How's this for a resume? Lost another $15 billion for taxpayers; looking for well-paying financial post in private sector

08/07/2009 8:30 am EST


Jim Jubak

Founder and Editor,

I'm sure it's just a coincidence.

On August 5 James Lockhart announced he is stepping down as the man in charge of the government agency that now effectively runs the mortgage giants Fannie Mae (FNM) and Freddie Mac (FRE). The two companies are the biggest mortgage finance companies in the U.S. Together they own or guarantee $5.4 trillion of the $12 trillion in residential mortgage debt outstanding.

On August 6 Fannie Mae announced that in the second quarter it had lost another $14.8 billion and would need to ask the U.S. Treasury for another $10.7 billion in taxpayer cash.

The $14.8 billion loss compares with a $2.3 billion loss in the same quarter a year ago and a $23.2 billion loss in the first quarter.

Am I taking a cheap shot at Lockhart? After all, he was put in charge of the Federal Housing Finance Agency only about a year ago when the agency was created. The FHFA has pretty much run Fannie Mae and Freddie Mac for the federal government since taxpayers gave the two mortgage lenders, packagers, and resellers a $400 billion line of credit.

I don't think so. After all, Lockhart was appointed to run the Office of Federal Housing Enterprise Oversight, the predecessor to the FHFA, in 2006. He was one of the regulators in charge of watching overFannie Mae and Freddie Mac as they dug themselves deeper and deeper into a whole.

And Lockhart is sympomatic of what's wrong with almost all the current plans to fix the financial system so a crisis like this can't happen again: They propose giving new power to regulate the financial industry to the very regulators who didn't do anything with the powers that they had.

Give the Federal Reserve, the Securities & Exchange Commission, Lockhart's office, the various bodies that are supposed to regulate derivatives of one sort or another more power? So that Goldman Sachs (GS) and the next generation of new Wall Street powers can game the system by putting their employees in charge in Washington or by hiring the folks who come spinning out of the revolving door of government in Washington?

Oh, please. If that's the best we can do, at least let's not pretend that it's reforming anything.

It should be very clear to you by now--it's certainly very clear to Fannie Mae--that these two key players in the mortgage market aren't going to dig themselves out of that hole any time soon.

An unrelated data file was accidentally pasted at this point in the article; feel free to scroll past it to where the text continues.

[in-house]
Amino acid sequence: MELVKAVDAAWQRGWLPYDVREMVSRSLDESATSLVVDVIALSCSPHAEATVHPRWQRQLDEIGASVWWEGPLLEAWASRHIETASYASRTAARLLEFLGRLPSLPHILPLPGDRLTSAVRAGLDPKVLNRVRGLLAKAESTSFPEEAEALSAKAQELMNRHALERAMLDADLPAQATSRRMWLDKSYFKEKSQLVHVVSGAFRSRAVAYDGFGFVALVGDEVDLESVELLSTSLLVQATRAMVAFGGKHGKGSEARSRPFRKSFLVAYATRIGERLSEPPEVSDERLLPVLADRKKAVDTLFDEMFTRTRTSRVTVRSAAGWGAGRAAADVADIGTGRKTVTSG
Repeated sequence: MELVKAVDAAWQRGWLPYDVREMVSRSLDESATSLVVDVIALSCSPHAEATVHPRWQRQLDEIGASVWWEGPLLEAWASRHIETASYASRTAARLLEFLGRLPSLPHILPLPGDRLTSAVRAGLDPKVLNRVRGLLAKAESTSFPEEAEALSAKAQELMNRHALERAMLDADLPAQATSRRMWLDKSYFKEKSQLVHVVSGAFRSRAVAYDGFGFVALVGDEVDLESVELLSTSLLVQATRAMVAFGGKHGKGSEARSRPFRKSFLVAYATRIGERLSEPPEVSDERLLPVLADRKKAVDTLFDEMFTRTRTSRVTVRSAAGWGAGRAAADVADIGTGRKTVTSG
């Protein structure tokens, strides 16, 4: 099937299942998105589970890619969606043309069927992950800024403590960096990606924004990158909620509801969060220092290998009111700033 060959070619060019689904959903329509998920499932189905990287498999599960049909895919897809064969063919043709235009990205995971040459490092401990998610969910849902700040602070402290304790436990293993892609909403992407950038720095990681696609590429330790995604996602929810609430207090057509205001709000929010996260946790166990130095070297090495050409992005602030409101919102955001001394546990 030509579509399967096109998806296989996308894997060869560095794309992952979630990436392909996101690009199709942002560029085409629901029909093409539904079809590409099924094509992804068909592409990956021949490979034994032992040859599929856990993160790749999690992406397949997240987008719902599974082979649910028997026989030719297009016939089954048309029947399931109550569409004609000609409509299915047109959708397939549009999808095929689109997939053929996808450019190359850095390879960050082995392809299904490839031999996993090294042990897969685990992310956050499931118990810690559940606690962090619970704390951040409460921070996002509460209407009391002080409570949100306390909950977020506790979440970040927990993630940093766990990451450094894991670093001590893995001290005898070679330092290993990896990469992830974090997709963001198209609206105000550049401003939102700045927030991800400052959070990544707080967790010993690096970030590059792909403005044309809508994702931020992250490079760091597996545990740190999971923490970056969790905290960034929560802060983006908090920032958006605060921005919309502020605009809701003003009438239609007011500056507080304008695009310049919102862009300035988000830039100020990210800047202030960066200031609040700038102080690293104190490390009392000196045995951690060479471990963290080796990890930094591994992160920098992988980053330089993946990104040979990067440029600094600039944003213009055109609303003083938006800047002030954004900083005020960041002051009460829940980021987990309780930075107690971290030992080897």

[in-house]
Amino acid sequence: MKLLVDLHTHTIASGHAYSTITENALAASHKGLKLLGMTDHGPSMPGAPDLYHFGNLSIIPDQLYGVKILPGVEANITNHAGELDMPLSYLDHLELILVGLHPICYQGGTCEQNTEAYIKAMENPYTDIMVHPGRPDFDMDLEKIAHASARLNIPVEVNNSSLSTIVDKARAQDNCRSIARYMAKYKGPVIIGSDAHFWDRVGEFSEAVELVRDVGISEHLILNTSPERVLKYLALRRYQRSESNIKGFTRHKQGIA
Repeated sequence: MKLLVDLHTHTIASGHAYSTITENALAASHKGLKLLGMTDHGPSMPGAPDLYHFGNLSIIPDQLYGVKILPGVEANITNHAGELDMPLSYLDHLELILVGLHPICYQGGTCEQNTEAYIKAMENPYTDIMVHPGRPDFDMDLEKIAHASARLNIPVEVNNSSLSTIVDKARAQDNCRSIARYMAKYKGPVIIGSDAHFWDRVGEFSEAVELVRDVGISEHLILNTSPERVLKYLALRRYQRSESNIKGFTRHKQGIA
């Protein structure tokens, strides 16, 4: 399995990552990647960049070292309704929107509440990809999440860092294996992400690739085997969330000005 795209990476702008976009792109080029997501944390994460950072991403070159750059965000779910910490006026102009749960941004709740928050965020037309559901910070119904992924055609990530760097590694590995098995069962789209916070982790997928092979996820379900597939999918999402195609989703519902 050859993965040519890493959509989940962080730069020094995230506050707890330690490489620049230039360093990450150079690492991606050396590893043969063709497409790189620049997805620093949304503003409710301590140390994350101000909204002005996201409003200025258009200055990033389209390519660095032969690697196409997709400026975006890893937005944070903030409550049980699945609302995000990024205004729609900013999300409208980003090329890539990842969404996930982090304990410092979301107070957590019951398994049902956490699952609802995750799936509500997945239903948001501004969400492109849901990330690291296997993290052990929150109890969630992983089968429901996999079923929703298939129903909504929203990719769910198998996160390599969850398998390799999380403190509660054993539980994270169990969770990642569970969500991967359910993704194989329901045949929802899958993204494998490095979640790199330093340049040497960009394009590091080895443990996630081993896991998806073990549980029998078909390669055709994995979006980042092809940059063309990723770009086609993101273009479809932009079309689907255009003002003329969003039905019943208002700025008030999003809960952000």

Maybe never.

Here's what Fannie Mae said when it released its earnings--and I use the term only because it's traditional and not because it accurately describes the company's earnings-free financial condition: "We do not expect to operate profitably in foreseeable future."

The company finished the June quarter with a net worth of a negative $10.6 billion. That compares with a negative net worth of $18.9 billion on March 31 and a negative $15.21 billion at the end of 2008.

The fair value of Fannie Mae's assets was a negative $102 billion at the end of June. That compares with a negative $110 billion at the end of March.

The amount of nonperforming loans that Fannie Mae guarantes for other investors climbed to $144 billion on June 30 from $121  billion at the end of March.

That's the progress that taxpayers can see after the company has received $51 billion in capital from the Treasury in capital since November.

If there was ever an argument about why no financial company should ever be allowed to grow too big to fail, this is it.

Hey, you people in Washington. You know, the people we elect and pay. Here's an idea for you for free.

Any financial company that grows too big to fail--you know so big that it constitutes a systemic threat to the survival of the financial system--should gradually lose its government guarantees. (Who decides what's too big? How about a random "jury" of 12 citizens. If we'e willing to put justice in the hands of as pool of citizens, why not a decision like this? At least, because selection is random, they'll be harder for lobbyists to systematically bribe.)

Deposit insurance from the Federal Deposit Insurance Corp. would decrease with size. Access to cheap money from the Federal Reserve would decrease with size. Access to the bundling and repackaging services of the now government owned Fannie Mae and Freddie Mac would--repeat after me--decrease with size.

If a financial sector CEO wants to pretend that he or she is Napoleon or Catherine the Great, more power to 'em. But let them play with their own money.

Oh, and by the way, James Lockhart has said only that he's pursuing opportunities in the private sector. Be interesting to see where he winds up.
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